Got No Pot? Grow Tomatoes Right in the Bag!

by Genevieve on June 13, 2012

Post image for Got No Pot? Grow Tomatoes Right in the Bag!

Here in Humboldt County, it’s time to plant warm-season vegetables like tomatoes, zucchini and more. But some of us don’t have a plot of land to work, and sometimes, there’s not enough cash to buy a pot. I mean, have you seen the cost of pots these days? Some of them can run pretty steep.

Planting high-yield crops right in the potting soil bag is a trick I learned when I worked at a nursery years ago. It’s cheap, effective and fast.

Beyond the ease and the price, there is another advantage to planting this way. If you’ve ever gotten late blight or other diseases on your tomatoes, you’ll know that you’re not supposed to plant the same crop in that spot for three years to make sure the disease won’t come back. Planting right in a fresh, sterile bag of potting soil avoids all of these soil-borne diseases and allows you to have a great crop every year with little planning or expense.

My friend Fern from Life on the Balcony is a container gardening expert (she literally wrote the book!), and we created a video together showing you how to do this:

The most important elements:

  • Start with a high-quality potting soil, especially if you’re using plants that need a lot of nutrients like tomatoes or squash. I’m a Gardner and Bloome girl since I’m a totally organic gardener (their Eden Valley Blend feels like velvet!).
  • Choose varieties that will do well in a container (I love the ‘Sun Sugar’ grafted tomato from Log House Plants, as well as the ‘Astia’ patio zucchini seeds from Renee’s Garden).
  • You don’t need to fertilize for the first six weeks, as a high-quality potting soil has the nutrients to you get started. After that, one application of a granular organic fertilizer will get you through the rest of the season.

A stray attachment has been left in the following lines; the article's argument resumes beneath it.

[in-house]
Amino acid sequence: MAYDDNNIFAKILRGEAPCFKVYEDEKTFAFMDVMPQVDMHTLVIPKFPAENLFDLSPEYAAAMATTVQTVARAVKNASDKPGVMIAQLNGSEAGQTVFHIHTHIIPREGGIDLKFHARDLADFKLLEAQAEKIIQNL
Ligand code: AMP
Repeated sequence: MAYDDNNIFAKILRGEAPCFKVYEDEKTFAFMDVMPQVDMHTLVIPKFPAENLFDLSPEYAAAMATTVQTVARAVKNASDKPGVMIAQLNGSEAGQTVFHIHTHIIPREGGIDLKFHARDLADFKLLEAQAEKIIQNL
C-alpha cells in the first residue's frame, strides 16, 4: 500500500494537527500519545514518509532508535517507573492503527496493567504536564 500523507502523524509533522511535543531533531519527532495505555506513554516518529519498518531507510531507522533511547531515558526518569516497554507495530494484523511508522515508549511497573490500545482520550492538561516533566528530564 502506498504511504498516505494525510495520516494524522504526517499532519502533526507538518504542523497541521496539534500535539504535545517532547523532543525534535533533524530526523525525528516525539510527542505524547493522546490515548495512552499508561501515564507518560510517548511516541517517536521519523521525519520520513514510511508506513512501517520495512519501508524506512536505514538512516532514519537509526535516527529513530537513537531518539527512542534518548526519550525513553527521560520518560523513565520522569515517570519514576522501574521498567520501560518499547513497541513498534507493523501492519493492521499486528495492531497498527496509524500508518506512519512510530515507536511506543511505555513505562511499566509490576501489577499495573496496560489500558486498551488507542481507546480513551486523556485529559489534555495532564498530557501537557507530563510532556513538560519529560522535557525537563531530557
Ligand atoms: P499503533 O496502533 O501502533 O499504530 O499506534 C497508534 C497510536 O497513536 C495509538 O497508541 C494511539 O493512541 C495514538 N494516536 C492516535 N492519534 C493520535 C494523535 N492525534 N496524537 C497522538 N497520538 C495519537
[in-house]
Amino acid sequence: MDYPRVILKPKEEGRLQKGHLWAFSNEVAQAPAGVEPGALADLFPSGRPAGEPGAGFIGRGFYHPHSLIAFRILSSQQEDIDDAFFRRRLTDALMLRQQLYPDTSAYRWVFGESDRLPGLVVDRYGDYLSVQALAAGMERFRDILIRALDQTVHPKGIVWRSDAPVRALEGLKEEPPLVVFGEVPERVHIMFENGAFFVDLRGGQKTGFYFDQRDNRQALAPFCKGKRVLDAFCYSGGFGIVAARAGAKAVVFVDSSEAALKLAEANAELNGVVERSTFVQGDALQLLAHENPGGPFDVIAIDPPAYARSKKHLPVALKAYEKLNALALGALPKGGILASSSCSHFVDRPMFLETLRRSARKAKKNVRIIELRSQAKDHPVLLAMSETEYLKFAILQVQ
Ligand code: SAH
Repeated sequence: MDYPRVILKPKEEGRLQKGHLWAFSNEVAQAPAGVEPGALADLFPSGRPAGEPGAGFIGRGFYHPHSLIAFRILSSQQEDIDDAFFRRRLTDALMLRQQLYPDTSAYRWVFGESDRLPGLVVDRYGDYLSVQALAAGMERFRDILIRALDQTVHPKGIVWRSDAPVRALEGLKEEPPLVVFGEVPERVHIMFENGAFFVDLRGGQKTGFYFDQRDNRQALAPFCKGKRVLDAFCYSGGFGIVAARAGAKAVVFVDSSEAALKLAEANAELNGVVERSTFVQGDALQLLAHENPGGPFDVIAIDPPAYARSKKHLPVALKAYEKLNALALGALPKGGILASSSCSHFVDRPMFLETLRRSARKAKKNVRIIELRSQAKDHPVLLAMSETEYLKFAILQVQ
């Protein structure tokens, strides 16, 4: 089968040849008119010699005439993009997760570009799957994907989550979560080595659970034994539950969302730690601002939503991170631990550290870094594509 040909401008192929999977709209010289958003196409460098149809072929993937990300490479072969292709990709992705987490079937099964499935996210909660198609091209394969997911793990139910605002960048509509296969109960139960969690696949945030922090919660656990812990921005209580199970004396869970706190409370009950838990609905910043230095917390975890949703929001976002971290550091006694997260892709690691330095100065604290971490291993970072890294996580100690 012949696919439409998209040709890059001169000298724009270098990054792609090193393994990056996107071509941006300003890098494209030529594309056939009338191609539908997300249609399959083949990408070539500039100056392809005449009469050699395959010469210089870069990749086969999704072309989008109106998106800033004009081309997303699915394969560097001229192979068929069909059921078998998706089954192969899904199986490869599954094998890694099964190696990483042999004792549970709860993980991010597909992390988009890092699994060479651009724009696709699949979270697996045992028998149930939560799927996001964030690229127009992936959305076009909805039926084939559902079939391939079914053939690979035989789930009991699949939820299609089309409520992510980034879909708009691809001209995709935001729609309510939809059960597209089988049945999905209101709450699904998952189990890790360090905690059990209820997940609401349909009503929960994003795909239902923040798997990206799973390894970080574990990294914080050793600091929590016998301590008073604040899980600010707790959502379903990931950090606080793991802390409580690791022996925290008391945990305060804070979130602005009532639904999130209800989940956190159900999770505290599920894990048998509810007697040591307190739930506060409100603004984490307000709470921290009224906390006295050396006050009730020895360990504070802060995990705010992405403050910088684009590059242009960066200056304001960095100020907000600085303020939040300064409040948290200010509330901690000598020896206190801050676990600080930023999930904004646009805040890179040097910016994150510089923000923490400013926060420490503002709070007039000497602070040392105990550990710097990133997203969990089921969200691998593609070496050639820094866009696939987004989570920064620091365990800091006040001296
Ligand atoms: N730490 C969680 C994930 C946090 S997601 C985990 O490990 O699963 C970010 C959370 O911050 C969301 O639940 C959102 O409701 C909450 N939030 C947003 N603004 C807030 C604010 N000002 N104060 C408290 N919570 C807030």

Beyond that, it’s pretty simple, as you can see from the video! If you haven’t gotten around to preparing a raised bed this year or you just don’t have the space, try this technique on for size and see how it works for you.

Disclosure: Gardner and Bloome paid to create this video with me, but the reason they invited me is that I’ve been using their organic soils and fertilizers in my business for years (I just bought half a pallet of fertilizer for all the gardens I maintain!), so the opinions here are definitely my own.

{ 6 comments… read them below or add one }

Sara June 13, 2012 at 8:57 am

Great post! Growing tomatoes in pots is very easy and doesn’t take a a lot of time to take care of your plants! I also grow little sweet bell peppers at my balcony! Not only I enjoy my fresh vegetables, but also my balcony look great, kind of Mediterranean style!
Thank you for the tips :)
Sara´s last article ..My Plow & Hearth Review and Discount Coupons

Reply

Genevieve June 19, 2012 at 11:33 am

Thanks, Sara! It’s a great technique for balcony gardeners.

Reply

Desert Dweller / David C. June 14, 2012 at 5:38 am

Great idea…the bag is strong, gives plenty of soil for plants to root into, and as you say, no need to fertilize for a while. My only concern in places like here, is to keep the bag out of mid-day and afternoon sun, or perhaps it might not hold its shape or strength? (but I could be wrong!)
Desert Dweller / David C.´s last article ..Desert Willow – Design Thoughts

Reply

Genevieve June 19, 2012 at 11:34 am

You might be right, David! I’ve never tried this in the desert, so if you do, let me know how it goes. :)

Reply

Stevie (@Garden_Therapy) June 29, 2012 at 10:22 am

Love this idea. We have a great local soil called SeaSoil here that costs $6 a bag but will grow you the most fabulous tomatoes. So worth it to avoid the blight.
Stevie (@Garden_Therapy)´s last article ..Growing Basil from Cuttings

Reply

Ibukun July 10, 2012 at 8:10 am

Great post! Thanks so much for the tips. Everything is expensive these days and being creative beats spending a lot of money on a simple plant pot.

Reply

Leave a Comment

CommentLuv badge

Previous post:

Next post: